The southern region of Africa could be the hardest hit by rising temperatures from climate change, leaving many to wonder what this means for agriculture. Will some areas become unsuitable for farming? Will farmers face lower yields, or turn to new crops? Will climate change threaten food security? These are challenging questions for policymakers, who must plan for the future without available information and analysis.
Southern African Agriculture and Climate Changeoffers an analysis of the impact of climate change on the area’s agriculture, including full-color maps illustrating a variety of scenarios for eight of the region’s countries : Botswana, Lesotho, Malawi, Mozambique, South Africa, Swaziland, Zambia, and Zimbabwe.
“Having data available in one place will provide national and regional policymakers with the necessary information to inform policy and decision making,” said Tim Thomas, IFPRI research fellow.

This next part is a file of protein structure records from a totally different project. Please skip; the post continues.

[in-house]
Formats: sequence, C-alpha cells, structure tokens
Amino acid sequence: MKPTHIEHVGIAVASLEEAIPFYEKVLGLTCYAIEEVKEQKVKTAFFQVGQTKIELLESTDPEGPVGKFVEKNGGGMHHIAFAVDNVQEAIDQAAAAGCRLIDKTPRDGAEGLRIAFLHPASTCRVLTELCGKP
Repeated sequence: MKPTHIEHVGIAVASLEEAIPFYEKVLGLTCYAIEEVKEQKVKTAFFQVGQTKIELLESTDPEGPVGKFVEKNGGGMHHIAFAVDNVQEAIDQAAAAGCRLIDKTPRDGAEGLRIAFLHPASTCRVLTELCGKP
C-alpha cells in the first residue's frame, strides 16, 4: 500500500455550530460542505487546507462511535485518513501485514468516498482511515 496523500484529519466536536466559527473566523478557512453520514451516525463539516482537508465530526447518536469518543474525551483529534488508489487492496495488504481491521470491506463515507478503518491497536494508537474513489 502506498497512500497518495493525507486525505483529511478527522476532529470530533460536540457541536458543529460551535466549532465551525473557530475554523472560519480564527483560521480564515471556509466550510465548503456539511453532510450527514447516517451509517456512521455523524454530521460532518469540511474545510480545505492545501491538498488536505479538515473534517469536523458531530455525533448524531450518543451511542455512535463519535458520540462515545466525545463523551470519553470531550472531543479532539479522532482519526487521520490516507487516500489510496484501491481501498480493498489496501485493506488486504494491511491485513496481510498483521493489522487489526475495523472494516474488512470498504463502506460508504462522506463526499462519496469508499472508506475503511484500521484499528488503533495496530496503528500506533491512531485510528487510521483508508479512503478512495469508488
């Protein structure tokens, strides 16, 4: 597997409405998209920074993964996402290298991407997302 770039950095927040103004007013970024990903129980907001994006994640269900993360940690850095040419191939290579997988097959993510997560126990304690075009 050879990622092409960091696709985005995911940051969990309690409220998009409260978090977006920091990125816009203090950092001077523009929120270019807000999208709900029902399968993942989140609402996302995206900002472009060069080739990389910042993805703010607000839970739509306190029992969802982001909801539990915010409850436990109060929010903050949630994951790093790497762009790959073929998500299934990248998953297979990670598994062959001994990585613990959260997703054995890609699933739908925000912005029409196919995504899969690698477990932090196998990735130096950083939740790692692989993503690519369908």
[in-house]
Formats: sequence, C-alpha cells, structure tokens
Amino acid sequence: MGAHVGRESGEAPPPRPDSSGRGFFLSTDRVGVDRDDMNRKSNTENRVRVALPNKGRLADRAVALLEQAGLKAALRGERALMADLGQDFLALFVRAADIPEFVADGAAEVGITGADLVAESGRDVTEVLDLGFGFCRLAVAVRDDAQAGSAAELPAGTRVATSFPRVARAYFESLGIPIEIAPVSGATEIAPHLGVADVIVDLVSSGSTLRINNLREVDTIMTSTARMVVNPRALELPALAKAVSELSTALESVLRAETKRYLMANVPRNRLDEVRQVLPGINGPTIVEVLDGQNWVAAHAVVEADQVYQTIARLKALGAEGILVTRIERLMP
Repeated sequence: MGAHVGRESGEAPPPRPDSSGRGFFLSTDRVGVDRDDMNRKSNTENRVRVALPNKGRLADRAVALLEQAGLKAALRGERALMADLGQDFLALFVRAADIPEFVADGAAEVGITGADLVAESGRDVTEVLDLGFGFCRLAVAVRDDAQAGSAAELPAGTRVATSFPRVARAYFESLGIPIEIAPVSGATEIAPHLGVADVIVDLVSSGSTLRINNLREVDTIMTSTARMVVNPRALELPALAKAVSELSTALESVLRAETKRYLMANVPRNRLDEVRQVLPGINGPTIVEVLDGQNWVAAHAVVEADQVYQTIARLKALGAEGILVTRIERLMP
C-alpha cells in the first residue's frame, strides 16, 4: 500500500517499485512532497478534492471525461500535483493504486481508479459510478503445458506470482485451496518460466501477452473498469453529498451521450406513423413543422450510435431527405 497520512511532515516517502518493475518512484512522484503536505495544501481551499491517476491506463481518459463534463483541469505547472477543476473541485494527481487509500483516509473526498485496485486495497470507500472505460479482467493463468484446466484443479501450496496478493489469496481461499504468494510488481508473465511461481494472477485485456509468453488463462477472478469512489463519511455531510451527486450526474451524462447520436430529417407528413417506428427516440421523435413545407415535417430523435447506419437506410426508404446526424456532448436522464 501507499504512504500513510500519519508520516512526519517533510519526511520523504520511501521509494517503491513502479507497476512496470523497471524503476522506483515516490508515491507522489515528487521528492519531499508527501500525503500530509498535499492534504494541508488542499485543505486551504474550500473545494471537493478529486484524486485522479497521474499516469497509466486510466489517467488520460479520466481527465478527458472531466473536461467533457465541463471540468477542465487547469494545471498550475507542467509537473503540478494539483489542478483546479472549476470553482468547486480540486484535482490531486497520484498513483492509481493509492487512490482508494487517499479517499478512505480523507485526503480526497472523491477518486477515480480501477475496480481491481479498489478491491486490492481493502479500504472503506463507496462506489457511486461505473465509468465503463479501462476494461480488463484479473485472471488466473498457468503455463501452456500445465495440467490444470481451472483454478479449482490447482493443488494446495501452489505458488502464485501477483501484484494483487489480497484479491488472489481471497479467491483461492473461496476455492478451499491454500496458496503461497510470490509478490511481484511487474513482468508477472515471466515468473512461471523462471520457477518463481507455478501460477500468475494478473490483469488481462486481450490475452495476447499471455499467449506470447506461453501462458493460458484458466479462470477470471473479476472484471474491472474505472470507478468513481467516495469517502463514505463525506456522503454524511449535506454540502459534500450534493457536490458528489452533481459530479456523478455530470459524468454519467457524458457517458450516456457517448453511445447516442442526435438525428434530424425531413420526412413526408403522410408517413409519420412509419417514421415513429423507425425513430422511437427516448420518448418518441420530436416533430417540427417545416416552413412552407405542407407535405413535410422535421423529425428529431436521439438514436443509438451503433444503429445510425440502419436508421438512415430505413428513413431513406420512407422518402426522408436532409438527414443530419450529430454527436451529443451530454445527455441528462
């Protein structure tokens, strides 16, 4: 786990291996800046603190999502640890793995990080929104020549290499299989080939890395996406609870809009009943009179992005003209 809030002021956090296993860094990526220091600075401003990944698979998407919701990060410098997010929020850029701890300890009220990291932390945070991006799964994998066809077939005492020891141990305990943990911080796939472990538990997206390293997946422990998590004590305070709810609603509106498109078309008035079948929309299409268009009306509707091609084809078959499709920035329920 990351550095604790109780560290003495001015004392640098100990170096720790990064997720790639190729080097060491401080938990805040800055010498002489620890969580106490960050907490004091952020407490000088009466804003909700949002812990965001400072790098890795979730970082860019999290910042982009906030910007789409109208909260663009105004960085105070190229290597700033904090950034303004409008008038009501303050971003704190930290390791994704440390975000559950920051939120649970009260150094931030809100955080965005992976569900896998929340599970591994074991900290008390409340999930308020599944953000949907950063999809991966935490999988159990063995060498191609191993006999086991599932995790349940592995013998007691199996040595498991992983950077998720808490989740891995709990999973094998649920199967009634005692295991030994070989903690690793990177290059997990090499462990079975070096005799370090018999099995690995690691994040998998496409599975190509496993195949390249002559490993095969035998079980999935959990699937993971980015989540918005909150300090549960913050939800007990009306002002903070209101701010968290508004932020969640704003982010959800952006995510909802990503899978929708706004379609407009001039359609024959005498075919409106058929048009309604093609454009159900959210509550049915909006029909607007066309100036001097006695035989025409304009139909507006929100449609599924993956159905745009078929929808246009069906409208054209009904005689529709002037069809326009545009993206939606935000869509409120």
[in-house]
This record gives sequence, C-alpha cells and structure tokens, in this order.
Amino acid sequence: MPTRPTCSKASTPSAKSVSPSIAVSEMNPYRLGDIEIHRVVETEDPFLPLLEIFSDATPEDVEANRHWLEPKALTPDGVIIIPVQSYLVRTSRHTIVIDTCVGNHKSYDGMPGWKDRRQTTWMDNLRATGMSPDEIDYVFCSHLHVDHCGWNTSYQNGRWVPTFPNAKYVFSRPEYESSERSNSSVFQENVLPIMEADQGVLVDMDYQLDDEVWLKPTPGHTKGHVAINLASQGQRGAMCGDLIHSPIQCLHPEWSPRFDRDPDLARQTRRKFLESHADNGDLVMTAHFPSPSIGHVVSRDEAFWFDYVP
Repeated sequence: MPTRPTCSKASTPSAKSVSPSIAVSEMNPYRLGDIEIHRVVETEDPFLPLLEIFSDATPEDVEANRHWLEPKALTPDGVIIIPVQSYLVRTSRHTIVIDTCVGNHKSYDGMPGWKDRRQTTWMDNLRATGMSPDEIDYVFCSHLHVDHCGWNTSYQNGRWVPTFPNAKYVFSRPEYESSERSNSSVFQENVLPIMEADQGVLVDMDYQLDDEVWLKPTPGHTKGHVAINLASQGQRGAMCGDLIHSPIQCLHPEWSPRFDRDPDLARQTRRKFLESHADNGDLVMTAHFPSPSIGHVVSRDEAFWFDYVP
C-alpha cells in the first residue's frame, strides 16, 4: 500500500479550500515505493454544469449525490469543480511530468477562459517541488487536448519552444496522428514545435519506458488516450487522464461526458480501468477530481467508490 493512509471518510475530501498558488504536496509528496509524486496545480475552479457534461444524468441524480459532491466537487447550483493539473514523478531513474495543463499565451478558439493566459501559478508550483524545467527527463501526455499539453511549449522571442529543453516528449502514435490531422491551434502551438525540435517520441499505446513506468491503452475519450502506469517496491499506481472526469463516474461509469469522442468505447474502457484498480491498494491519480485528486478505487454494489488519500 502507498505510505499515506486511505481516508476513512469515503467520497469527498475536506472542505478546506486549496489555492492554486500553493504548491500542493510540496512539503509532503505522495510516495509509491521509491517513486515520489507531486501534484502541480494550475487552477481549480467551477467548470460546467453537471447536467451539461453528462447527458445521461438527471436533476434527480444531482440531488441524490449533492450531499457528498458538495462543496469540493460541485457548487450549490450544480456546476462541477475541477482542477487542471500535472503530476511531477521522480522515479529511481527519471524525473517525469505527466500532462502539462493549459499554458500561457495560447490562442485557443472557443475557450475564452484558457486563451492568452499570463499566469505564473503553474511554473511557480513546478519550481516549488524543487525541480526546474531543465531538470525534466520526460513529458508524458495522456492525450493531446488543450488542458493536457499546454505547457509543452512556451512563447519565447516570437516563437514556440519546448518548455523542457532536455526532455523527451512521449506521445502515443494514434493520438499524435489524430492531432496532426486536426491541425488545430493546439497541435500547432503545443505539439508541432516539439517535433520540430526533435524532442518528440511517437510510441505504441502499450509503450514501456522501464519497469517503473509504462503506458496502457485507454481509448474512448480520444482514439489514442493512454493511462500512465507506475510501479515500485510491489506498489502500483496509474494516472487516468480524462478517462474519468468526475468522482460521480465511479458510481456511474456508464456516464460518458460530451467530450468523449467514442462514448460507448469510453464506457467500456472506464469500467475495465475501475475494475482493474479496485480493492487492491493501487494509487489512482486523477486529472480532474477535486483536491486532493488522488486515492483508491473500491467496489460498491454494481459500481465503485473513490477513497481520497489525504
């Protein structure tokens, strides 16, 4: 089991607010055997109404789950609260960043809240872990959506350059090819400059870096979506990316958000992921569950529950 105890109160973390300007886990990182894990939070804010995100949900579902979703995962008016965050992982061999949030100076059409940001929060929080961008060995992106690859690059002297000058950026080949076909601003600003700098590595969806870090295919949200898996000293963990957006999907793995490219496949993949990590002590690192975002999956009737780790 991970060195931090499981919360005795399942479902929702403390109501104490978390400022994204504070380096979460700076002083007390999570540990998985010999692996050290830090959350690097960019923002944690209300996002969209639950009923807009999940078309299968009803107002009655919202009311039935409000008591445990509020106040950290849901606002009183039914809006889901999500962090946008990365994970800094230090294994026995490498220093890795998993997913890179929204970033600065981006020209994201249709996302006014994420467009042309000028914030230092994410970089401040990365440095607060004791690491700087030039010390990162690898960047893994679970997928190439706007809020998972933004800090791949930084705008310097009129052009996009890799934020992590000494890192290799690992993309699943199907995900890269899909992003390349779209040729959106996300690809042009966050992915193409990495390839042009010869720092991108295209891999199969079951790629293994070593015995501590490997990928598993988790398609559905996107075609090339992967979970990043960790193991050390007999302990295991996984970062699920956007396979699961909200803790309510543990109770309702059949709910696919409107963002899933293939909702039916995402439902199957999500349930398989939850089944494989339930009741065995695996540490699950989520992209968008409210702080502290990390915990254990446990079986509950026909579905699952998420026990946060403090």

The book was released jointly on September 3, in Lesotho, by IFPRI, the CGIAR research program on Climate Change, Agriculture and Food Security (CCAFS) and the Food, Agriculture, and Natural Resources Policy Analysis Network (FANRPAN) at FANRPAN’s High-Level Food Security Multi-Stakeholder Policy Dialogue. The book is one of a three-part series that takes a closer look at the nexus of climate change and agriculture in three regions of Africa: West Africa, East Africa, and Southern Africa—and offers recommendations for how policymakers can build flexibility and resilience into development policies.